Bonagura’s mother co-wrote the title track with Jo Dee. It is a pretty melodic tune about feeling inadequate. Jo Dee also co-wrote ‘Love On A Maybe’, a busily produced pop-rocker about a potential relationship with a guy paying hot and cold, and the rather boring ‘I’m Free’.

‘Strong Shot Of You’, written by Australian country singer-songwriter Sherrie Austin with Clay Mills and Weston Davis is energetic pop-rock-country with over-processed vocals. ‘Take It’, written by Hillary Lindsey, Brett James and Angelo Petraglia is even more horribly processed and more or less unlistenable. The wistful ‘Like A Kid Again’, written by Adrienne and Keith Follese and Tammy Hyler is better.

The arrangements and production aren’t the kind of country music I personally like, but it is very well done, with Jo Dee singing well on some strong material. I do applaud her for making the kind of music she wanted to, and fans of Jo Dee’s 90s/early 2000s peak should find much to like about this record.

Grade: B

Album Review – Martina McBride – ‘Emotion’

220px-Martina_McBride_Emotion_album_coverFollowing the triple platinum success of Evolution, Martina McBride’s most consistent project to date singles-wise, didn’t prove an easy task. By the time “Whatever You Say” finished its chart run, the climate of mainstream country had changed. The traditional sounds of Patty Loveless and Vince Gill were gone, replaced by pop fare championed by Tim McGraw, Faith Hill, and Shania Twain. And to keep up with the times McBride followed suit, releasing her sixth album Emotion, easily her slickest to date, in September 1999.

The changes worked. Lead single “I Love You,” an uptempo rocker by Keith Follesé (who also co-wrote McGraw’s “Something Like That”), Adrienne Follesé, and Tammy Hyle, not only topped the country charts for five weeks, but became a top 20 pop and adult contemporary hit as well. The popularity of the song, one of my favorites of her uptempo numbers, was only helped by its inclusion on the Soundtrack to the Julia Roberts and Richard Gere film Runaway Bride.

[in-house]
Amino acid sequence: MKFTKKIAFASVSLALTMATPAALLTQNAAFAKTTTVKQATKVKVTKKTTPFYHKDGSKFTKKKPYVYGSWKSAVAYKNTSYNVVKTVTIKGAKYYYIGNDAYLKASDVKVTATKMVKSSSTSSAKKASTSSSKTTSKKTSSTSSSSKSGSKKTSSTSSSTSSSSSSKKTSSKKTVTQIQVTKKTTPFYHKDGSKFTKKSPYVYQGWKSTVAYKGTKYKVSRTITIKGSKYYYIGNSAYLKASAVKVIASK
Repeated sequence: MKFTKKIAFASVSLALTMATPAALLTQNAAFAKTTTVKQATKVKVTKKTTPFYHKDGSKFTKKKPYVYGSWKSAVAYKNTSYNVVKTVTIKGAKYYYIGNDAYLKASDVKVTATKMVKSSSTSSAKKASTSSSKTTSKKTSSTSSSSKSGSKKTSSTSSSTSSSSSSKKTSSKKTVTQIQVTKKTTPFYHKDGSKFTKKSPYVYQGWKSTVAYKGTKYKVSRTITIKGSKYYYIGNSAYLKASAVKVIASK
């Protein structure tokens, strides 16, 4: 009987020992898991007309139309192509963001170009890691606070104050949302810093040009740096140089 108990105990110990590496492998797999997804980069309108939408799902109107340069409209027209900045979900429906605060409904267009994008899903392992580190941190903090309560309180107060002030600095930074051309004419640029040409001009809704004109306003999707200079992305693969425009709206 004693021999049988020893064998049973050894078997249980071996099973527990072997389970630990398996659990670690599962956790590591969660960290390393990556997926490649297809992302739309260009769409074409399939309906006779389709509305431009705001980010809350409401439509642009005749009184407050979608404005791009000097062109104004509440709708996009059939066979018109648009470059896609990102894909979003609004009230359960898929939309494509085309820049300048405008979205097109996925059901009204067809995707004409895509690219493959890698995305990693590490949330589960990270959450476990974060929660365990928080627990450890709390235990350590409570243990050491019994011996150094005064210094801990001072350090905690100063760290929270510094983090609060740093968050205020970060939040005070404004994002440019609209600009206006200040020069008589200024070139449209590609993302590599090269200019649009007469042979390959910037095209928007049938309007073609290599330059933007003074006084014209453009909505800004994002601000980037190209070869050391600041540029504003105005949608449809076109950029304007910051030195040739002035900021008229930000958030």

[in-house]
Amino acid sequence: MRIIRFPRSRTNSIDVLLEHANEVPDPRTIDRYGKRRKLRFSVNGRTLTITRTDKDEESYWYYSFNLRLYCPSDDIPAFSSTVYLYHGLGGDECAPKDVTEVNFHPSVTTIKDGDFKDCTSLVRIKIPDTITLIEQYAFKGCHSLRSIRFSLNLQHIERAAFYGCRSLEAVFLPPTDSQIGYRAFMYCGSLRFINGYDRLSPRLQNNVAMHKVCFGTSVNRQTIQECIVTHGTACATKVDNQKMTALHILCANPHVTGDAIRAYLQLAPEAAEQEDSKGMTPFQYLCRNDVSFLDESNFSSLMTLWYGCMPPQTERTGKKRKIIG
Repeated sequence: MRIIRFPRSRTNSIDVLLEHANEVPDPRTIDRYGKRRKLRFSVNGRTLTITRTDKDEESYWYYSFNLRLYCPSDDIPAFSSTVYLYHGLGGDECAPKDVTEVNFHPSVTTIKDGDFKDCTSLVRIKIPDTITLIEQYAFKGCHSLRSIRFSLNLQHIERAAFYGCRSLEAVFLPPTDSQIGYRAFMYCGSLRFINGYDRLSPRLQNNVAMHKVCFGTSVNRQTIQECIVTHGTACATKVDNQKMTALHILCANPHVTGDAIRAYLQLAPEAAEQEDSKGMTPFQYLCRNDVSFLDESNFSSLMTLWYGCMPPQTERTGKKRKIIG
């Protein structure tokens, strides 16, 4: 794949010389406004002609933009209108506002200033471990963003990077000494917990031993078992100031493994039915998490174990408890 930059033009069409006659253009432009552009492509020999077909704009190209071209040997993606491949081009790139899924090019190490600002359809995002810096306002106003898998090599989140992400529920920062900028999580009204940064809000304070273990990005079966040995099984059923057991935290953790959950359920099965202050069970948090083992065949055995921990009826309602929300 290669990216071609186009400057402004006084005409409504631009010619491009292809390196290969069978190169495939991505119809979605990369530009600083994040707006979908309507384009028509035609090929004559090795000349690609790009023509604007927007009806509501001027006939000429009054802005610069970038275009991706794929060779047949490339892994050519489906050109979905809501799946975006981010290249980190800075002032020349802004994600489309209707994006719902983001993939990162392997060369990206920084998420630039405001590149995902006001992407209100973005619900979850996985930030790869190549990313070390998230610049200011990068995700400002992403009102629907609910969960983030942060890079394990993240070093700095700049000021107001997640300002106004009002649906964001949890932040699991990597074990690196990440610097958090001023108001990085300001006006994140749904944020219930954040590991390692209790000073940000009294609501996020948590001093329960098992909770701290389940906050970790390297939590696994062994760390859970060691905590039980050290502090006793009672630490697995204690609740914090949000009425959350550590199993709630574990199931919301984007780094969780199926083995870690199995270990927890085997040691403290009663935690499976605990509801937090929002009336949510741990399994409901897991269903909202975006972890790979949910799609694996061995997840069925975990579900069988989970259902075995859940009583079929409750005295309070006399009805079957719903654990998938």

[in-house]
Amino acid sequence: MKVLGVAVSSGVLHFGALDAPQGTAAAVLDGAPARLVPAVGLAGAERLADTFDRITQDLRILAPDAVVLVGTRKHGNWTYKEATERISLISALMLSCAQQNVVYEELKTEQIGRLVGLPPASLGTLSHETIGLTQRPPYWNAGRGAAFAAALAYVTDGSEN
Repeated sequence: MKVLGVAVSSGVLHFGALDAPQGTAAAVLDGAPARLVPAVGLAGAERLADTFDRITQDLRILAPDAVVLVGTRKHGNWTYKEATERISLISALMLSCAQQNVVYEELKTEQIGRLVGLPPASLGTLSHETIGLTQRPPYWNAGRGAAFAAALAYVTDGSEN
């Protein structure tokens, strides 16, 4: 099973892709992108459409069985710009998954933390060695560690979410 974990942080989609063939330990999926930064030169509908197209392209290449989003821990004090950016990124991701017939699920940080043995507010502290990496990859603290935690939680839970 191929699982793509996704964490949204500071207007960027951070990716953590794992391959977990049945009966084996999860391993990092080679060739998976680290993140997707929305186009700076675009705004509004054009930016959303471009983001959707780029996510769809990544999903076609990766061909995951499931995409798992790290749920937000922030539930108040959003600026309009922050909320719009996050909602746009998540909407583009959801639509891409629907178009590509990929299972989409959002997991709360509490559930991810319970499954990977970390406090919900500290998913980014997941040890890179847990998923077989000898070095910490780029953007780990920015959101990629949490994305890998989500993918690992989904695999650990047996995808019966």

Second single “Love’s The Only House” brought McBride back to the “issue” songs she’s made her trademark. A top 5 hit, the song (written by Tom Douglas and Buzz Cason) touches upon the common denominator of love in various situations. Drenched in harmonica and electric guitars, it’s good but weird enough to turn some people off. I’ve never really loved it, although I’ve let it grow on me over the years.

Third single “There You Are,” a piano-laced pop ballad, wasn’t much better in quality, taking zero chances both vocally and thematically. The track, a  #10 peaking hit, was featured on the Where The Heart Is Soundtrack in mid-2000. Much better is the now largely forgotten fourth single, “It’s My Time.” Composed by Tammy Hyler, Billy Crain, and Kim Tribble, the up-tempo number is a throwback to the Way That I Am and Wild Angles days. It’s catchy, has a well-constructed story, and deserved better than its #11 peak at country radio.

I can see where people strongly dislike this album. In one release McBride went from a strong intellectual songstress to a purveyor of two-bit candy coated pop. The majority of the album tracks simply have nothing substantial to say, and this effort feels like a calculated move to reach Hill’s adult contemporary heights. Tracks like “Do What You Do,” “Make Me Believe” and “Anything and Everything” are dreck, empty filler. Thankfully “I Ain’t Going Nowhere” is catchy so it rises above the pack, but her less than engaged vocal fails to draw the audience in.

Luckily for the audience McBride hadn’t completely lost her sensibilities, and broke up the pop monotony with some well-chosen covers. Matraca Berg co-wrote “Anything’s Better Than Feeling The Blues,” a very good ticked off revenge number. Gretchen Peters wrote the album’s highlight “This Uncivil War,” a stunning play-on-theme relationship song comparing a couple’s battle to that of an actual war. Also strong is Patty Griffin’s “Goodbye,” although the recording would’ve been a knockout had McBride recorded a country vocal on it, opposed to imitating the sweet and breathy high notes favored by female pop singers.

Emotion is a very mixed bag; an album that feels like it was designed for soccer mom types who prefer their music light, airy, and void of substance. It’s by no means McBride’s worst recording, that would still be coming down the line in the decade to come. A good majority of the tracks are very, very strong and she deservedly won the 1999 CMA Female Vocalist of the Year award based on the success of “I Love You.”

But I wish McBride had tried just a little harder to find stronger material that she could’ve sung with more energy. Even she sounds a little bored at times.

Grade: B 

Album Review – Tim McGraw – ‘A Place In The Sun’

Capitalizing on his newfound superstar status, McGraw found an even stronger set of songs for his fifth album A Place In The Sun that bowed in May 1999. Another CMA Album of the Year winner, it was accompanied by a print campaign (in Country Weekly) that read – “how do you follow up the album of the year? With the album of the decade.”

The first single, “Please Remember Me” followed “For A Little While” and hit #1 in May of 1999. A cover of Rodney Crowell’s song co-written with Will Jennings, it marked a departure for McGraw, as it was darker in tone than most of his previous singles. A soaring ballad, the string section, drums, and softer elements combined to create his most pop sounding song to date. But it worked since it was also his most ambitious lyrically and a fine moment of introspection from the singer who brought “Indian Outlaw” into the top ten five years prior.